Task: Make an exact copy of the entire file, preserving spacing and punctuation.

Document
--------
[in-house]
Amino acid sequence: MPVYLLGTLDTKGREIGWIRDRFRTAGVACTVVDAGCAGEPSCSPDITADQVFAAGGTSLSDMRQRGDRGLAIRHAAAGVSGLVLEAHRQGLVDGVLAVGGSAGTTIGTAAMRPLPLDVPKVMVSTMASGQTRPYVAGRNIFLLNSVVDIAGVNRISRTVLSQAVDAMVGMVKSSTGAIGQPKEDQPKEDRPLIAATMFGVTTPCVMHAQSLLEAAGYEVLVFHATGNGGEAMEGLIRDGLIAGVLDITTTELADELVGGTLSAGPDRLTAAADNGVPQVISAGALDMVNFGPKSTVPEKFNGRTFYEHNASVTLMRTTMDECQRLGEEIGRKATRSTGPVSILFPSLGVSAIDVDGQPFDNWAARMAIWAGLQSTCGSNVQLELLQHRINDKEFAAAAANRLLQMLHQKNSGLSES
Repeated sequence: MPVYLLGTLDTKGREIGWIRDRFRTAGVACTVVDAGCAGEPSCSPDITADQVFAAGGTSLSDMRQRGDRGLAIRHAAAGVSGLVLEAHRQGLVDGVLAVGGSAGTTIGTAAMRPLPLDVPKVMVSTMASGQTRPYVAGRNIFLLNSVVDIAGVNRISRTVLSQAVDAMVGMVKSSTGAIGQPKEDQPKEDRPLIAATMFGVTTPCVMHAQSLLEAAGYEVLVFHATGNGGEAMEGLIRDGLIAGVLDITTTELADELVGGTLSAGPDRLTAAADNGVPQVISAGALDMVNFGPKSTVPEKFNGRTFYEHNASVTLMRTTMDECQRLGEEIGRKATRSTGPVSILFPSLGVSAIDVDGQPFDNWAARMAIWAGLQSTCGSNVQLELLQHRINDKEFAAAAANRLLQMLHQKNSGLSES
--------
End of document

[in-house]
Amino acid sequence: MPVYLLGTLDTKGREIGWIRDRFRTAGVACTVVDAGCAGEPSCSPDITADQVFAAGGTSLSDMRQRGDRGLAIRHAAAGVSGLVLEAHRQGLVDGVLAVGGSAGTTIGTAAMRPLPLDVPKVMVSTMASGQTRPYVAGRNIFLLNSVVDIAGVNRISRTVLSQAVDAMVGMVKSSTGAIGQPKEDQPKEDRPLIAATMFGVTTPCVMHAQSLLEAAGYEVLVFHATGNGGEAMEGLIRDGLIAGVLDITTTELADELVGGTLSAGPDRLTAAADNGVPQVISAGALDMVNFGPKSTVPEKFNGRTFYEHNASVTLMRTTMDECQRLGEEIGRKATRSTGPVSILFPSLGVSAIDVDGQPFDNWAARMAIWAGLQSTCGSNVQLELLQHRINDKEFAAAAANRLLQMLHQKNSGLSES
Repeated sequence: MPVYLLGTLDTKGREIGWIRDRFRTAGVACTVVDAGCAGEPSCSPDITADQVFAAGGTSLSDMRQRGDRGLAIRHAAAGVSGLVLEAHRQGLVDGVLAVGGSAGTTIGTAAMRPLPLDVPKVMVSTMASGQTRPYVAGRNIFLLNSVVDIAGVNRISRTVLSQAVDAMVGMVKSSTGAIGQPKEDQPKEDRPLIAATMFGVTTPCVMHAQSLLEAAGYEVLVFHATGNGGEAMEGLIRDGLIAGVLDITTTELADELVGGTLSAGPDRLTAAADNGVPQVISAGALDMVNFGPKSTVPEKFNGRTFYEHNASVTLMRTTMDECQRLGEEIGRKATRSTGPVSILFPSLGVSAIDVDGQPFDNWAARMAIWAGLQSTCGSNVQLELLQHRINDKEFAAAAANRLLQMLHQKNSGLSES